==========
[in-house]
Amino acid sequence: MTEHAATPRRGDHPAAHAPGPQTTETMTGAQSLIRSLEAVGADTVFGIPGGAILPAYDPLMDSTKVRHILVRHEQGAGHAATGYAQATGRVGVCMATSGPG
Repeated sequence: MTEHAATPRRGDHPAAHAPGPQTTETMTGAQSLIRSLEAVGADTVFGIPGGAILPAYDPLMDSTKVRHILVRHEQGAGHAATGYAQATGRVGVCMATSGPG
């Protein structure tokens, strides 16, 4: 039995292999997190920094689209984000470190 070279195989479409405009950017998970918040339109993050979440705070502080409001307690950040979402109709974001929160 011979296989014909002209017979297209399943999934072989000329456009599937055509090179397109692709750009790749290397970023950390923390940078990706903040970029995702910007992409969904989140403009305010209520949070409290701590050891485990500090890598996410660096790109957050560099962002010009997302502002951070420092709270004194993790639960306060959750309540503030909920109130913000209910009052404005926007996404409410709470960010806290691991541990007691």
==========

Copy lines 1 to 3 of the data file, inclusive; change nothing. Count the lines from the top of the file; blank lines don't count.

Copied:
[in-house]
Amino acid sequence: MTEHAATPRRGDHPAAHAPGPQTTETMTGAQSLIRSLEAVGADTVFGIPGGAILPAYDPLMDSTKVRHILVRHEQGAGHAATGYAQATGRVGVCMATSGPG
Repeated sequence: MTEHAATPRRGDHPAAHAPGPQTTETMTGAQSLIRSLEAVGADTVFGIPGGAILPAYDPLMDSTKVRHILVRHEQGAGHAATGYAQATGRVGVCMATSGPG